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Share the Road

Get tips on how to keep the road safe for people using all modes of travel.

Sharing the road begins with the understanding that drivers, bicyclists and pedestrians have the same rights to safe travel opportunities. Awareness of safety challenges for all modes of travel can improve safety.

Drivers and Bicyclists


  • Slow down when passing a bicyclist.
  • Leave at least 3 feet between your vehicle and bicyclists.
  • Make sure you are well past bicyclists before merging into a lane in front of bicycles.
  • Yield to bicyclists in the oncoming lanes, as well as bicyclists using crosswalks.
  • Check for bicyclists before opening your car doors on the street side.
  • Expect the unexpected. Children on bicycles, for example, can sometimes be unpredictable.


  • Wear a properly fitted helmet.
  • Check your tires and brakes before riding.
  • Watch for and avoid road hazards.
  • Follow signals and signs.
  • Ride on the right side of the right lane in the same direction as other traffic.
  • Ride in a straight line. Don’t weave between parked cars or between sidewalks and the street.
  • Use hand signals before turning, merging or changing lanes.
  • Take the middle of the lane, if the traffic lane is narrow, so drivers know to use another lane to pass.
  • Use caution when passing a car on the right. Do not pass stopped cars at a crosswalk, at intersections or if a car ahead of you is turning right.
  • Be visible, especially at night, at dusk and at dawn. Use a white front light and a red rear light. Wear reflective clothing.
  • Walk your bicycle if you need to use the sidewalk.

Drivers and pedestrians


  • Stay alert. Pedestrians can be anywhere, not just in a crosswalk.
  • Stop for pedestrians, whether or not they are in a crosswalk.
  • Drive slowly, watch for pedestrians and be ready to stop when approaching crosswalks.
  • Do not obstruct other drivers’ views of pedestrians. Stop at a distance when allowing pedestrians to cross, particularly at crosswalks.
  • Watch for pedestrians who may have moved into your intended path while you are waiting to turn.
  • Do not pass a parked or stopped vehicle until you are sure a pedestrian is not crossing in front of it.
  • Slow down at night or in bad weather when pedestrians may be harder to see.
  • Slow down and be alert in school zones where children may be entering the travel lanes.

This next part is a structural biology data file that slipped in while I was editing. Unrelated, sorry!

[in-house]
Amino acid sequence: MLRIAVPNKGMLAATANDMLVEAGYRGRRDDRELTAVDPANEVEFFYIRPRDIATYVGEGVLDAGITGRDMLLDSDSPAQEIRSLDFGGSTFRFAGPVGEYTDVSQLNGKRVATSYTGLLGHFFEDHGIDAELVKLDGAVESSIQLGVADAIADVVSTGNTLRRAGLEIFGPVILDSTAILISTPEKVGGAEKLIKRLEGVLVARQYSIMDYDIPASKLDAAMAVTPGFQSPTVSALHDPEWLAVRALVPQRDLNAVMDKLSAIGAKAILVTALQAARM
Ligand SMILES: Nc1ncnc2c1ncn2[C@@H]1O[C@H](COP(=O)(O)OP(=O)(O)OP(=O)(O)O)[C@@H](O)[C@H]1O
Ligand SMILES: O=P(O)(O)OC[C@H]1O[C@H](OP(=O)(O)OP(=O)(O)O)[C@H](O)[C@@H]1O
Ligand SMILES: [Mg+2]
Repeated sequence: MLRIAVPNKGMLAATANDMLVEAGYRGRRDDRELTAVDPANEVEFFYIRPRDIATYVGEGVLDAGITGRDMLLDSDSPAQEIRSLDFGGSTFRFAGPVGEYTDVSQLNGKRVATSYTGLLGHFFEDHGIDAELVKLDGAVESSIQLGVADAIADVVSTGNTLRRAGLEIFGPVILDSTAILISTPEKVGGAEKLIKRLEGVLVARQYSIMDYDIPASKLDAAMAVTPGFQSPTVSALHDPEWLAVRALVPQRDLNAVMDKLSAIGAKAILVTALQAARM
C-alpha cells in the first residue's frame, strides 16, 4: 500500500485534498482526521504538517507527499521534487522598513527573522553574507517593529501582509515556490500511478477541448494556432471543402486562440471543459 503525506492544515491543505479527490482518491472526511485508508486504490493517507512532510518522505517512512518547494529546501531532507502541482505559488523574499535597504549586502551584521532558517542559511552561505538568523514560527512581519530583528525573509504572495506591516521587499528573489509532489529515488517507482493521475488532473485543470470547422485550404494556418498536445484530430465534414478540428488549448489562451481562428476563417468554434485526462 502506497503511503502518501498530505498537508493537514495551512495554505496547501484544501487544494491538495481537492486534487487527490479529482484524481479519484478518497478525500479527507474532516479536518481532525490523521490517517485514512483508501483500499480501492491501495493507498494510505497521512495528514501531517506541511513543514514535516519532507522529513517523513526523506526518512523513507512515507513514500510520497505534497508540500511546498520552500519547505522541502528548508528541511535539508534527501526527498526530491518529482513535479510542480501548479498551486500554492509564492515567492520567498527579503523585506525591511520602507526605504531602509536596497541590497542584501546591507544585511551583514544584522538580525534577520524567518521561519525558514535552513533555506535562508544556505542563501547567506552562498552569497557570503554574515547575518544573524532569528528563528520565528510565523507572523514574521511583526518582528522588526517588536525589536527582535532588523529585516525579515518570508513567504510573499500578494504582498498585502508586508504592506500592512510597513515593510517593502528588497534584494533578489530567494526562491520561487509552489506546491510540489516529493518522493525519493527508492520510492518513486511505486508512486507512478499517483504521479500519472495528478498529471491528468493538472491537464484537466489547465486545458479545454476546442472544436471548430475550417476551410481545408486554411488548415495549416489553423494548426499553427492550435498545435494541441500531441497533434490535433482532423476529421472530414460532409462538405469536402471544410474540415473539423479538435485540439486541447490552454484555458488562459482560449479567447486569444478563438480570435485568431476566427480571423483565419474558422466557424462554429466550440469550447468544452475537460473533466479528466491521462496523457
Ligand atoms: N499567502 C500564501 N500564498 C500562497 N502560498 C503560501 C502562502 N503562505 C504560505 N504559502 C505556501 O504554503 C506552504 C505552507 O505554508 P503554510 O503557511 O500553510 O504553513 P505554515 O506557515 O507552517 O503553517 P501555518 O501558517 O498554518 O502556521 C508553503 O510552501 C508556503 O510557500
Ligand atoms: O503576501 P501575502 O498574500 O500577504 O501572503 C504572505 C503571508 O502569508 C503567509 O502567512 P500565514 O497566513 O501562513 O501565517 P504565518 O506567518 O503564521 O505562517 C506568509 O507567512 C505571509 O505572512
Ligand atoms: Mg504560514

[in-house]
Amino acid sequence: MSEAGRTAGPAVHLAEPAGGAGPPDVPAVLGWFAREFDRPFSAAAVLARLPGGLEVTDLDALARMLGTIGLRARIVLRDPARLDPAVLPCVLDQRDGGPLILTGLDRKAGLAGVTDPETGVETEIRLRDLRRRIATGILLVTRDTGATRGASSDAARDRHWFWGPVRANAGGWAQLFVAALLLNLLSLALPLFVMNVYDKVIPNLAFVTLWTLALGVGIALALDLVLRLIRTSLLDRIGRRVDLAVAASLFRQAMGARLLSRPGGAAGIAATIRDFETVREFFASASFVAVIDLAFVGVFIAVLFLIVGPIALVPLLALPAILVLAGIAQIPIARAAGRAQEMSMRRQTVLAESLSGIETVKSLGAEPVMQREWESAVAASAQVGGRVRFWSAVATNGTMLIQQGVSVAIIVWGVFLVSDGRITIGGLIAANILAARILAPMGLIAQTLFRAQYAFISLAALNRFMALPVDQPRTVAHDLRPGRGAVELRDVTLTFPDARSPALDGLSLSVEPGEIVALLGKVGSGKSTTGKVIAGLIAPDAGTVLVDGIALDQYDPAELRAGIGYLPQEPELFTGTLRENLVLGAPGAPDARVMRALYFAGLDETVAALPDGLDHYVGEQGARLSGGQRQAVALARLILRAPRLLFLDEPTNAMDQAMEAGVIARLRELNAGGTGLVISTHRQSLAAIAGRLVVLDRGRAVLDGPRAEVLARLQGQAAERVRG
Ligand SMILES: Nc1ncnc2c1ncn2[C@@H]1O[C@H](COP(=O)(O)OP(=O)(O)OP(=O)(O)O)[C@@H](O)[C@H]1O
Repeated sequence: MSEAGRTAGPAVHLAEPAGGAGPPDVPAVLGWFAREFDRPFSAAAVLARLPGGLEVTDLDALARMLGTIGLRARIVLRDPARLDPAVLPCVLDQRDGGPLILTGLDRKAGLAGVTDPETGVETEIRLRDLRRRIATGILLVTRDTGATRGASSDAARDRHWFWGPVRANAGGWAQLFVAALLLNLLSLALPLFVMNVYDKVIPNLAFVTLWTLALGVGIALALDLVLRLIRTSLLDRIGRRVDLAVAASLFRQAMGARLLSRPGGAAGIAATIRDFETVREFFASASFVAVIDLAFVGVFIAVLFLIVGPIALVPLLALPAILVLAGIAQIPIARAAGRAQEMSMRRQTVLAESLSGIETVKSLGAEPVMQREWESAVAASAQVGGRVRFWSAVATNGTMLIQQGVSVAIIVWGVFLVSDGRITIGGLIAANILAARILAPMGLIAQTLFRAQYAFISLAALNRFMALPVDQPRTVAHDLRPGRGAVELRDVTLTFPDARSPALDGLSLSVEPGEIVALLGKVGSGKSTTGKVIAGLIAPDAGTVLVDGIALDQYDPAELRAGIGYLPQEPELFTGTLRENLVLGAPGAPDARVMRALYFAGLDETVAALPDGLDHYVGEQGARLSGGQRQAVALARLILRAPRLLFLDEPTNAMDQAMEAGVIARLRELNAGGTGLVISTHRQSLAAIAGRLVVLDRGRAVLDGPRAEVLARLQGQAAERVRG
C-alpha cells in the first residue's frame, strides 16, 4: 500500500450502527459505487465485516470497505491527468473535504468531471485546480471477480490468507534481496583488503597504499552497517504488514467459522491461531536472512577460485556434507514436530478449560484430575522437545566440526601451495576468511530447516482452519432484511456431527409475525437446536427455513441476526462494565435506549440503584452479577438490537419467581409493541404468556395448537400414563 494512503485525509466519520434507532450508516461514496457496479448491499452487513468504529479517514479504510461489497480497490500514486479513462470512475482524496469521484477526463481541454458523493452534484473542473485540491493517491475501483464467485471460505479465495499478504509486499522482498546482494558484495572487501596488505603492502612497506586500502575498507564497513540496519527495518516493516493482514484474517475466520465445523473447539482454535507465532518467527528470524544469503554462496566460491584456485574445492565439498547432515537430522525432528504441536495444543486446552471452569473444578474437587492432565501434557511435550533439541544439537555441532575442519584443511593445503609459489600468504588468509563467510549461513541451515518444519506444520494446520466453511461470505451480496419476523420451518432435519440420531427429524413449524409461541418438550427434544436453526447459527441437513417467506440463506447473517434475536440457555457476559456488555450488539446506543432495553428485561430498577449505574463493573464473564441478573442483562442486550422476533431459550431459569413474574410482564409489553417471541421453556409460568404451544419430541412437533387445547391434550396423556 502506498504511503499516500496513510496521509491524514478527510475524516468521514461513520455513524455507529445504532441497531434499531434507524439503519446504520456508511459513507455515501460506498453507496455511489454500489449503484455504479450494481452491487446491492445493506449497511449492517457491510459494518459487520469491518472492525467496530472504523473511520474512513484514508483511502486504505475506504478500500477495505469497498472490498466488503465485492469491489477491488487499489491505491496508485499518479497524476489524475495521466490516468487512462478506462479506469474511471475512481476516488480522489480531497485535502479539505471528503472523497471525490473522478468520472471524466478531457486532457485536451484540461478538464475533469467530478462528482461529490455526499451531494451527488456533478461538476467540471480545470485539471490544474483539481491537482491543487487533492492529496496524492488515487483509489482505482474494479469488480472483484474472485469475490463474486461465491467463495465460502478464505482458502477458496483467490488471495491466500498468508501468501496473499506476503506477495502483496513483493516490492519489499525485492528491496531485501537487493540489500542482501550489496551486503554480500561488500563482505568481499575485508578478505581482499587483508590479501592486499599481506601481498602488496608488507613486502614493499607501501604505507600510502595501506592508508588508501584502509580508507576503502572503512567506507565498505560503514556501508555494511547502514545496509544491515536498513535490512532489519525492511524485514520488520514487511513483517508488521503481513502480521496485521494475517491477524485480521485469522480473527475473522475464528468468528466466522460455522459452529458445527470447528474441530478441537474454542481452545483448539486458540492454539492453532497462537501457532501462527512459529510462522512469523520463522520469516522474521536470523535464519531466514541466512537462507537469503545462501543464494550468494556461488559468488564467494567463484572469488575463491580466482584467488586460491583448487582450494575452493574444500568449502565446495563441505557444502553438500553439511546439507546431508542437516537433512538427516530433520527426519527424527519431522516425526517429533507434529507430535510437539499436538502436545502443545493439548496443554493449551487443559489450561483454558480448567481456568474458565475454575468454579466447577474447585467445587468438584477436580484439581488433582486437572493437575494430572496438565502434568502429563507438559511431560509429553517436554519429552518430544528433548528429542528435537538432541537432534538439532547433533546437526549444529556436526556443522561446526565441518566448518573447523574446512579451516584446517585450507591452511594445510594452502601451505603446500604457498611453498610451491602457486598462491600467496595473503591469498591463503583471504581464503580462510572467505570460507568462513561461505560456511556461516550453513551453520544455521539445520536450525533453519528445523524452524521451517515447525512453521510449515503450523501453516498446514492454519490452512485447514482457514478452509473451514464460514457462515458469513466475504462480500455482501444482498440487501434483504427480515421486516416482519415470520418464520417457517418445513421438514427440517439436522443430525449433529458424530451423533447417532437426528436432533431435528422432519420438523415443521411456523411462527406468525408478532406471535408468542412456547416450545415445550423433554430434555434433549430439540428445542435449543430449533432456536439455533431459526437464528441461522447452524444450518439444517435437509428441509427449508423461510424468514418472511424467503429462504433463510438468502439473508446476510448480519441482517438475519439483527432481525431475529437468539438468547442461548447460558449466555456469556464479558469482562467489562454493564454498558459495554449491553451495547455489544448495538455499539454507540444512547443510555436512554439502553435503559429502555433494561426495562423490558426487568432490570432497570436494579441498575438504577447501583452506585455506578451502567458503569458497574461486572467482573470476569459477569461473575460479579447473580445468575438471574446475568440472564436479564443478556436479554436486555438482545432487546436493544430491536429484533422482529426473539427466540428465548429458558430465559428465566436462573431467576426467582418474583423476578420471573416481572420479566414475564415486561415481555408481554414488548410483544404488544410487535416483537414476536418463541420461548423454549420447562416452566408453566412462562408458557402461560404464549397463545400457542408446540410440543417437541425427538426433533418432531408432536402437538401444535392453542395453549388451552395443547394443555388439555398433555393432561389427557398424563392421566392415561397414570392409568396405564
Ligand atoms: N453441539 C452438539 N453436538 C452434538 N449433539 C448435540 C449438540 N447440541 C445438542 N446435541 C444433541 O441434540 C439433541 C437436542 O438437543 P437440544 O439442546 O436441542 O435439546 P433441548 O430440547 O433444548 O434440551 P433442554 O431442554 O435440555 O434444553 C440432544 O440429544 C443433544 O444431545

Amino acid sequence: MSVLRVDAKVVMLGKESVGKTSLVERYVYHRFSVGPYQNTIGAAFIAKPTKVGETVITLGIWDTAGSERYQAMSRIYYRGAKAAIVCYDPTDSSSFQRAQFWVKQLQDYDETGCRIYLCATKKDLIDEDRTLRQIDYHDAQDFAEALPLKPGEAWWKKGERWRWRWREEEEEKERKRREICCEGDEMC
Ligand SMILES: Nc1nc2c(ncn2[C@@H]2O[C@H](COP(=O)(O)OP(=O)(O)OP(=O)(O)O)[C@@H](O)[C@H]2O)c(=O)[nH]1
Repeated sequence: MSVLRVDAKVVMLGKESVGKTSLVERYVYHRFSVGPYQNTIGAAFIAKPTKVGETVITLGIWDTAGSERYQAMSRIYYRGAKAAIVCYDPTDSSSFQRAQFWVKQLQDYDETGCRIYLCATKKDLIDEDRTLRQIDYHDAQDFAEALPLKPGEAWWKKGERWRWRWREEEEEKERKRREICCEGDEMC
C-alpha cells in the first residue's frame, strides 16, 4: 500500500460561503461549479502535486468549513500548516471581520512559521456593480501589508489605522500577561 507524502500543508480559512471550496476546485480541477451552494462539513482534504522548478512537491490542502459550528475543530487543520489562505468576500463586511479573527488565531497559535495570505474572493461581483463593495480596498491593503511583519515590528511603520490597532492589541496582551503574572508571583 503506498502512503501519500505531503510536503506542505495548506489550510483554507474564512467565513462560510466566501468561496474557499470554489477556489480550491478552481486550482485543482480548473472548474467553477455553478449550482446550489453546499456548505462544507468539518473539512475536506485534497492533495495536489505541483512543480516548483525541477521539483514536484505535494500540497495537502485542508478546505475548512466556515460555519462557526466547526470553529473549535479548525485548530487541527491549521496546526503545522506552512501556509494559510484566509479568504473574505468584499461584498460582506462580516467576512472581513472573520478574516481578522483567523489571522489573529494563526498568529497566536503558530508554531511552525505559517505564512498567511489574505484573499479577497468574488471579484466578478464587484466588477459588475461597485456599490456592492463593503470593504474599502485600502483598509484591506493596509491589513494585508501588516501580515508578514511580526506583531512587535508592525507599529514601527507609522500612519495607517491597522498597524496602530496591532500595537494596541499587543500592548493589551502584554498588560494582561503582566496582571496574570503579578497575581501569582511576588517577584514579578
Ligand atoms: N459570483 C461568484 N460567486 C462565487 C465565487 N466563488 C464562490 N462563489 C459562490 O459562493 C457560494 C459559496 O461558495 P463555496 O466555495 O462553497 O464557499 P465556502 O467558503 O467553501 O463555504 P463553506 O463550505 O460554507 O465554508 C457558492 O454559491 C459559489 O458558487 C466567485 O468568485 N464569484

• Be alert. Don’t assume all drivers are paying attention.
  • Be visible. Particularly at night, wear light-colored or reflective clothing so drivers can see you.
  • Obey all traffic signals even if no traffic is coming.
  • Stop, look and listen before crossing any street.
  • Use crosswalks.
  • Make sure oncoming vehicles come to a complete stop before you step off a curb.
  • Avoid distractions including phones, earbuds or headphones.
  • Walk facing traffic and as close to the curb as possible if you must walk in the street.
  • Make sure you have a clear view of all vehicles.

Buses and Trains

All travelers

  • Be aware of vehicle blind spots. If you can’t see the operator directly or in a mirror, then the operator can’t see you.
  • Do not travel in areas marked "Bus Only."
  • Pass a bus on the left if its right-turn signal or flashers are active, which means passengers are boarding.
  • Do not pass a bus if its yield sign is flashing, which means the bus is entering traffic.
  • Look carefully in both directions before crossing train tracks.
  • Cross train tracks only at designated crossings.
  • Do not cross train tracks if the lights are flashing and/or the gate is down, even if you can’t see the train.


  • Leave at least 15 feet between the front and rear of your vehicle and the nearest train.
  • Get out and away from your vehicle if it is stalled on train tracks. Call the number on the Emergency Notification System (ENS) sign and provide the dispatcher the crossing number. If there is no sign, call 911.


  • Walk bikes at train and bus stations, especially when using pedestrian crossings.
  • Ride straight at a right angle across railroad tracks to avoid your tires slipping into the track bed.

Farm Equipment

All travelers should be cautious around large, slow-moving farm equipment. In 2017 there were 42 crashes statewide involving farm equipment, resulting in one fatality and 32 non-fatal injuries, according to the Oregon Department of Transportation.

Drivers and bicyclists

  • Slow down. Cars traveling at 55 mph can close a 300-foot gap (the length of a football field) and overtake a tractor traveling at 15 mph in about 5 seconds.
  • Pass with caution. Farm equipment is often wider than it looks from behind. Make sure there is enough space to safely pass.
  • Look for gates, driveways or access roads on the left. Farm equipment operators often pull to the right to line up with a gate or driveway on the left. Drivers sometimes mistakenly think the operator is pulling over to let them pass.

Farm equipment operators

  • Display a snow-moving vehicle sign (orange triangle with red-reflective border) if traveling at 25 mph or less, as required by state law.
  • Move off the road at the safest, most practical location, if your equipment is causing traffic delays.